Dixie Group Inc
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Consumer Discretionary : Household Durables | Small Cap Value
Company profile

The Dixie Group, Inc. is engaged in marketing, manufacturing and selling of carpet and rugs. The Company offers its products to various residential and commercial customers through its various sales forces and brands. The Company operates through the carpet and rug manufacturing segment. The Company also provides carpet and yarn related services to other manufacturers. The Company's brands include Fabrica, Masland Residential, Dixie Home, Atlas Carpet Mills, Masland Contract and Masland Hospitality. Dixie International sells its brands outside of the North American market. Fabrica markets and manufactures various residential carpet and custom rugs. Masland Contract markets and manufactures broadloom and modular carpet tile for the specified commercial marketplace. Masland Residential markets and manufactures design-driven specialty carpets and rugs for the residential marketplace. Dixie Home markets a range of tufted broadloom residential and commercial carpets.

Price
Delayed
$0.67
Day's Change
0.00 (0.00%)
Bid
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Ask
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B/A Size
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Day's High
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Day's Low
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Volume
(Light)

Today's volume of 0 shares is on pace to be much lighter than DXYN's 10-day average volume of 62,658 shares.

0

UPDATE: Wildly popular coronavirus-tracker app helps South Koreans steer clear of outbreak areas

9:38 am ET March 18, 2020 (MarketWatch)
Print

By Jurica Dujmovic, MarketWatch

Also, Apple and Alphabet make changes to apps to prevent misinformation

Croatia, where I live, reported its first coronavirus case Feb. 25. Since then, 68 more people have been infected, according to the U.S. Embassy in Croatia (https://hr.usembassy.gov/covid-19-information-2/).

To keep track of the spread of the disease, I often visit official web pages, especially those of our government, as well as this amazing global outbreak tracker (https://www.worldometers.info/coronavirus/). However, I wish there were something better: An app that could let me know when a new patient is admitted and where -- so I can steer clear.

One such app was created in South Korea by a local developer who wanted to visualize available official information, as well as add useful options. At press time, there were 8,320 active cases of COVID-19 in South Korea. The Corona 100m app, as its name implies, alerts users if they breach a 100-meter (328-foot) radius of the latest tracked whereabouts of the coronavirus patient. Since its launch, the app has been downloaded more than 1 million times, and reviews have been overwhelmingly positive.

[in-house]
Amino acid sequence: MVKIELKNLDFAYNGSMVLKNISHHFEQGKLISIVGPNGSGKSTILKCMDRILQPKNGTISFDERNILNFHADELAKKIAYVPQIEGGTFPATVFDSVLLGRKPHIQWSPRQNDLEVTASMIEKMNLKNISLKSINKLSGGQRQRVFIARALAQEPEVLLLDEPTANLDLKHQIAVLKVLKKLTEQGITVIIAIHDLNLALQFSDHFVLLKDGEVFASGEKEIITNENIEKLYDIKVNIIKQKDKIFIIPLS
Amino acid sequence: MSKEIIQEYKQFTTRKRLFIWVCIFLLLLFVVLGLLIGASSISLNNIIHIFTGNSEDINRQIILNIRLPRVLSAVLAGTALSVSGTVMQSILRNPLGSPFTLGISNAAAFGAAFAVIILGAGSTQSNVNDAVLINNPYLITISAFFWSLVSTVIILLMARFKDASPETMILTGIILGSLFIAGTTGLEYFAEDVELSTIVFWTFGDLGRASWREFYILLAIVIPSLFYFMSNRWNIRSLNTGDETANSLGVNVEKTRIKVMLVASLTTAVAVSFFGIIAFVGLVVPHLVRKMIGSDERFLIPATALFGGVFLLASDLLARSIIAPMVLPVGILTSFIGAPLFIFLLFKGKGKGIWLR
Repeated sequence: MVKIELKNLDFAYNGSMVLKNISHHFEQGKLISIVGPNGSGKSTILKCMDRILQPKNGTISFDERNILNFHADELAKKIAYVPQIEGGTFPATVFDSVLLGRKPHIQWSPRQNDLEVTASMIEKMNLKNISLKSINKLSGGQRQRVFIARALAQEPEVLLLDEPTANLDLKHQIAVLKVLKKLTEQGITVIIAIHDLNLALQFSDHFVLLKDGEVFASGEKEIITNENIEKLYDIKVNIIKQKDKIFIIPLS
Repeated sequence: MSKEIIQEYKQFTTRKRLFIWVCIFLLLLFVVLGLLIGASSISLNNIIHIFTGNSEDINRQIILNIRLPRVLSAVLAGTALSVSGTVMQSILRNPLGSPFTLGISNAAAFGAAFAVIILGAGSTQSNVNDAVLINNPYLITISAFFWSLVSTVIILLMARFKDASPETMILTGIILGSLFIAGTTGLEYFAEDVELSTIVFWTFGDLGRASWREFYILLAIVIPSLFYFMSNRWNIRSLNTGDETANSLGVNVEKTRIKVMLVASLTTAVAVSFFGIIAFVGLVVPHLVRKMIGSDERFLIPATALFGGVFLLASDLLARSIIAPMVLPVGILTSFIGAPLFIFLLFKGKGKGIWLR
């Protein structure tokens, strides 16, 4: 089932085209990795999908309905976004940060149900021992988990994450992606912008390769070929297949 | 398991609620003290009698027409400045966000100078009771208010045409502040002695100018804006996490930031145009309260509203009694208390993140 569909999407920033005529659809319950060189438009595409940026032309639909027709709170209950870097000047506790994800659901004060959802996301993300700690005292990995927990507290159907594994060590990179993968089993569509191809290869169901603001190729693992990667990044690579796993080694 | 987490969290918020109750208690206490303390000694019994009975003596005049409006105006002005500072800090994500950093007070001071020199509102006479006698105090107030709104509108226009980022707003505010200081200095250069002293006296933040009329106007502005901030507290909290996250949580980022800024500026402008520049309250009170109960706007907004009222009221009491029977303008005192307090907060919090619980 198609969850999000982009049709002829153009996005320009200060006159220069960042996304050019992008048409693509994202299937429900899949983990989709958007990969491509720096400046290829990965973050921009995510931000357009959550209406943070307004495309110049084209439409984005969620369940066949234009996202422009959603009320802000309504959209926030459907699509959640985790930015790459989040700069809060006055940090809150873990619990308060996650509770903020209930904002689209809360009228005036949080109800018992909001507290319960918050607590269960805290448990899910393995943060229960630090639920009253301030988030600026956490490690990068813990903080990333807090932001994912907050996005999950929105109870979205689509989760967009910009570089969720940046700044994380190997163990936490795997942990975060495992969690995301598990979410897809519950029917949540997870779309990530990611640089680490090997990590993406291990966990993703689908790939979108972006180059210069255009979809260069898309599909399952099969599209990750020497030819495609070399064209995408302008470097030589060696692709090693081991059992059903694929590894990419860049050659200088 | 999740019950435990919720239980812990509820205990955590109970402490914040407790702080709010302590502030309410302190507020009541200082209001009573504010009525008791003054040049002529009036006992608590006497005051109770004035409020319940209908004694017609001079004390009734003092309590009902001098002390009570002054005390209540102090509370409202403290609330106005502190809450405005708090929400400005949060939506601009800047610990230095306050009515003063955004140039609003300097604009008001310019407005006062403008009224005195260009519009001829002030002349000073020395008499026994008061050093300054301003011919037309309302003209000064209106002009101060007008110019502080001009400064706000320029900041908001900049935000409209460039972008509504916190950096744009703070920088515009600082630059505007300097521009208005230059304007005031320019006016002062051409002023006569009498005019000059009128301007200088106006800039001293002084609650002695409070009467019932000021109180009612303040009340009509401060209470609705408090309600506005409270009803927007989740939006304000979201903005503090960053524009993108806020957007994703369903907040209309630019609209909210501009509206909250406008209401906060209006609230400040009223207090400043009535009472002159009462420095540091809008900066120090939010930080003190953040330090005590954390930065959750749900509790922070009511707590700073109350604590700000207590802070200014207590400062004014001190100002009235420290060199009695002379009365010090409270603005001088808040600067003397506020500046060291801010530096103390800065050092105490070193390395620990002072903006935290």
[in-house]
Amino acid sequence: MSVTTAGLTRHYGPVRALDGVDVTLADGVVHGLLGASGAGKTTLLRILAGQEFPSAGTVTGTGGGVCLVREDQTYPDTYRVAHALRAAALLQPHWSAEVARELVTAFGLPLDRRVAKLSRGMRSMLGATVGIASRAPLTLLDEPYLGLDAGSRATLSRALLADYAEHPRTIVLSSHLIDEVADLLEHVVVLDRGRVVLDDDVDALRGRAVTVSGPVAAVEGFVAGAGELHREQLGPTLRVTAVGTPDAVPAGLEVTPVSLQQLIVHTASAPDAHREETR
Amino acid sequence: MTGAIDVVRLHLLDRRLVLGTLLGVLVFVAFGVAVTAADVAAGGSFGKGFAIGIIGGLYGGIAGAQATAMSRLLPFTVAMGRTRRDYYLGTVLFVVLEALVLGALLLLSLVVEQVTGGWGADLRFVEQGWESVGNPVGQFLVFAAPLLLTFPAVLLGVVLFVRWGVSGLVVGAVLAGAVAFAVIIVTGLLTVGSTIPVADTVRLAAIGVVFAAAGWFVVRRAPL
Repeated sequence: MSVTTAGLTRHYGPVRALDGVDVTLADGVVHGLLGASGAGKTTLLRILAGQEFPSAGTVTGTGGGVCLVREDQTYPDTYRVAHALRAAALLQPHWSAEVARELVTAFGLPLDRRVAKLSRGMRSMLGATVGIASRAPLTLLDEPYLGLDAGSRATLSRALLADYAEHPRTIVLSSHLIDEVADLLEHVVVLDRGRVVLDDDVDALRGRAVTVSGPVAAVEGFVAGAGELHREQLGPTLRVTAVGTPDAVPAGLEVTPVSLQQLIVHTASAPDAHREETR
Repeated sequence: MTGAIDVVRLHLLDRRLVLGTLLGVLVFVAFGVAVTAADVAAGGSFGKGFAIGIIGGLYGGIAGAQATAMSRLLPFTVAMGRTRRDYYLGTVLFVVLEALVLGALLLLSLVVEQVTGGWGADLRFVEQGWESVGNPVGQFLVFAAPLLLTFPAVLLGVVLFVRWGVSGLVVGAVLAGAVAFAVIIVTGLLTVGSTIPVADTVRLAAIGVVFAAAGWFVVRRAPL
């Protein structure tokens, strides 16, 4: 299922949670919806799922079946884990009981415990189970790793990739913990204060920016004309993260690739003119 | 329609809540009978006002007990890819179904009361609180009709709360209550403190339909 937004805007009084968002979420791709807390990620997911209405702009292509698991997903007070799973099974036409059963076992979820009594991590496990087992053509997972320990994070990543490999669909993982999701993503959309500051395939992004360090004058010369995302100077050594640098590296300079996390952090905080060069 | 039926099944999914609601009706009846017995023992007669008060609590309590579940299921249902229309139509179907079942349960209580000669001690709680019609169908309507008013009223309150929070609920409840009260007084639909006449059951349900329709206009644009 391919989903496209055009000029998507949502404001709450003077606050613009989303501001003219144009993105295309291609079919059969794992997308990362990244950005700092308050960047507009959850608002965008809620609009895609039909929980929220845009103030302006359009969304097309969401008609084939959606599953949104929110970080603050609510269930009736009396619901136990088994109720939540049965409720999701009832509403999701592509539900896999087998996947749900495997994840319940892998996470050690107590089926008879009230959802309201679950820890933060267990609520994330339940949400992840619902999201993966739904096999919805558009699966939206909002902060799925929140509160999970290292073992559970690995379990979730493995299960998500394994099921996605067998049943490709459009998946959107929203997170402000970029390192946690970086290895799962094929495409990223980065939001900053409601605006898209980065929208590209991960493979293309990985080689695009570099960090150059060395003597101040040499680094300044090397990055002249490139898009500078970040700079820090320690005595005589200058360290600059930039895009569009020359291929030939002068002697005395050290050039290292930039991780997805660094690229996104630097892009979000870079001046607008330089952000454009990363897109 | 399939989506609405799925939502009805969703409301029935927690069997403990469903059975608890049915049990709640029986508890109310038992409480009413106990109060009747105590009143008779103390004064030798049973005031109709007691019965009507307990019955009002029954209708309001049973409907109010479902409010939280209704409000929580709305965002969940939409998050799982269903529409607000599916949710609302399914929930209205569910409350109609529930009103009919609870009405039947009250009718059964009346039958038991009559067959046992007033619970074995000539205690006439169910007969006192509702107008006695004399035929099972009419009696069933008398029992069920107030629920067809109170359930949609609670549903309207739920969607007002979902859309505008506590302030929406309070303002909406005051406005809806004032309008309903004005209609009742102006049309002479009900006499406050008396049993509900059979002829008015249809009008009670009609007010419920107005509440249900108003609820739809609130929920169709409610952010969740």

One would think that having apps and resources that provide information like this available to the public would be a good thing, but sadly, that's not always the case. Many new apps on Apple's (AAPL) App Store and Alphabet's (GOOGL) (GOOGL) Google Play Store have cropped up, trying to capitalize on the panic and spreading misinformation among the public.

That has pushed Apple to crack down on such apps, limiting approval only to those published by recognized institutions, such as governments, hospitals or the World Health Organization (WHO). Alphabet is taking a somewhat different approach, it seems. Aside from banning apps, as Apple has, Alphabet has also removed "coronavirus" and "COVID-19" from its search results, while creating a special page within the Play Store (https://play.google.com/store/apps/topic?id=campaign_editorial_3003109_crisis_medical_outbreak_apps_cep) that provides access to apps developed by the Centers for Disease Control (CDC), the Red Cross and Twitter (TWTR).

The crackdown isn't limited to apps: Amazon (AMZN) is trying to weed out products that claim to provide a cure or protection against the coronavirus and COVID-19, as well as limit price gouging of protective gear such as face masks. Prices of those items have tripled and quadrupled in response to the buying frenzy incited by global panic. Amazon urged sellers to comply with its Fair Pricing Policy (https://sellercentral.amazon.com/gp/help/external/G5TUVJKZHUVMN77V?linkCode=w50&tag=w050b-20&imprToken=pTSPYjzpj37SOd5.F0JYew&slotNum=4&language=en_US), and the company last week banned two brothers (http://www.marketwatch.com/story/tennessee-man-sitting-on-almost-18000-bottles-of-hand-sanitizer-says-hes-doing-a-public-service-2020-03-14) who sought to resell 17,700 bottles of hand sanitizer.

Facebook (FB), Instagram and Twitter have started swinging the ban hammer on misleading ads, especially those that claim to provide goods that can prevent or cure the illness, as well as those designed to incite panic to gain views. Fear-mongering and misinformation-stifling (https://about.fb.com/news/2020/01/coronavirus/) isn't limited to ads, according to Facebook reps, who said content is monitored as well.

While those measures are commendable and almost necessary in an age where social media rules (and is by and large responsible for) the flow of global information, one can't but wonder what would happen (https://en.wikipedia.org/wiki/Cambridge_Analytica) if those same social media giants abused their power and facilitated a different flow of (mis)information and apps concerning any topic they deem valuable for their own ends?

I guess it's good that the gods of tech and social media have chosen to be on our side in this time of turmoil.

Jurica Dujmovic is a MarketWatch columnist.

-Jurica Dujmovic; 415-439-6400; AskNewswires@dowjones.com

(END) Dow Jones Newswires

March 18, 2020 09:38 ET (13:38 GMT)

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